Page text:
But the reality of human life beginning at conception is difficult to convey by its very nature--for outside the world of science it is a hidden reality. We can see the challenge of bringing this truth to light in examining the way the Annunciation has been depicted in art. According to some art historians it is the most frequently painted subject matter in Western art. Christian art had always been an effective means of educating a largely non-literate population. Bible stories and the mysteries of the Christian faith had been shown to the faithful through naturalistic paintings, iconography, stained glass, sculpture and other visual mediums. However, this proved difficult in the matter of the Annunciation. Indeed it may be the most challenging to depict, for the awe-inspiring event of the Incarnation takes place mysteriously within Mary, hidden from the viewer's eye. To circumvent this dilemma some early Christian artists fell into the practice of showing the divine infant descending to Mary from heaven, which is visually compelling but erroneous from a theological perspective. The John Brandi Company’s “Our Lady of the Millennium” chosen for this web site is a modern composition that succeeds both aesthetically and theologically--the halo around Mary's womb in this beautiful representation of the prenatal life of Christ, signifies the divinity of Christ before birth.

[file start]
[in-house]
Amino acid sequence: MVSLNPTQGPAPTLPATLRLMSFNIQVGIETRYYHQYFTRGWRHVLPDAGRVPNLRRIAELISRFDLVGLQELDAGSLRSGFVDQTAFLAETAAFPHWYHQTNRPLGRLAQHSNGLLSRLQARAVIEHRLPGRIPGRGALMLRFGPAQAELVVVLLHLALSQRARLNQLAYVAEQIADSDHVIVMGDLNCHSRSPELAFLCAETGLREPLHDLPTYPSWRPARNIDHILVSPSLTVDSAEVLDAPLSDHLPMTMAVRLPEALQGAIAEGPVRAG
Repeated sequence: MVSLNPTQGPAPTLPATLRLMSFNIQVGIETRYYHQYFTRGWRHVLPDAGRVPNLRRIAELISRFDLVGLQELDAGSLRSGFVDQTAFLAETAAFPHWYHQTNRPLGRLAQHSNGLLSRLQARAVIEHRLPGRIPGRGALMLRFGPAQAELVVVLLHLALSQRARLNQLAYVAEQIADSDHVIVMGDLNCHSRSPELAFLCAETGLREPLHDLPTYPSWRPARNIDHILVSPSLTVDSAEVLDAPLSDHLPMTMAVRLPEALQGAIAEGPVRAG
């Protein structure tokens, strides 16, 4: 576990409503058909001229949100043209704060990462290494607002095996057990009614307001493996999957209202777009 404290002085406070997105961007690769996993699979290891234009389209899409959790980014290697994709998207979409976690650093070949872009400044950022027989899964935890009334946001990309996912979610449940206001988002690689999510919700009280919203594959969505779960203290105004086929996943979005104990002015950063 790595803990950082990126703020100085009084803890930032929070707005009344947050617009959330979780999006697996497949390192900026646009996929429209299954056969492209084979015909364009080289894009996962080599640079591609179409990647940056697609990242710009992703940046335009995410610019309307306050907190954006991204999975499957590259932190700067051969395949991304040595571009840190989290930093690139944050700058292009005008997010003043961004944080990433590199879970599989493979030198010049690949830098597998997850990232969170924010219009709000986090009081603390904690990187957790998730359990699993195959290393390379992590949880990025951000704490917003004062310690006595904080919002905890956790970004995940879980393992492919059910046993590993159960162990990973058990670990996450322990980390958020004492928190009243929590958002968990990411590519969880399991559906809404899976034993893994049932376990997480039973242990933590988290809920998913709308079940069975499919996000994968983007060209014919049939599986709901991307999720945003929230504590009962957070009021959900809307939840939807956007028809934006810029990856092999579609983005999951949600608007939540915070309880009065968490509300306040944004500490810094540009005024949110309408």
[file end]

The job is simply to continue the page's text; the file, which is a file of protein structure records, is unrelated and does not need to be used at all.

In the modern age, with both inherent difficulties and peripheral practical problems to overcome, clearly a new effort is required to rescue the spiritually nourishing feast of March 25th from cultural obscurity and restore it as an annual reminder of a fundamental fact: that human life begins at conception--for Christ and for all of us. This is what the “Day of the Unborn Child” is all about. To read more on the feast’s modern incarnation, read Recent Developments.
Article by Frederick G. Holweck from: The Catholic Encyclopedia, Vol. 1, 1907, Robert Appleton Co. (Online Edition Copyright 1999 by Kevin Knight)
The web page, Copyright 1999-2004, Women for Faith & Family, PO Box 300411, St. Louis, MO 63130
WLOF FM (newsletter & program schedule), Apr. 2002, published by Holy Family Communications, P.O. Box 745 Amherst, NY 14226
For more information on the historical belief that Christ was conceived and died on the same day, and reflections on March 25th falling on Good Friday in 2016, see the article,
A video discussion of the significance of Christ's conception and death occurring on the same date can be found at: -- there is also a at the same site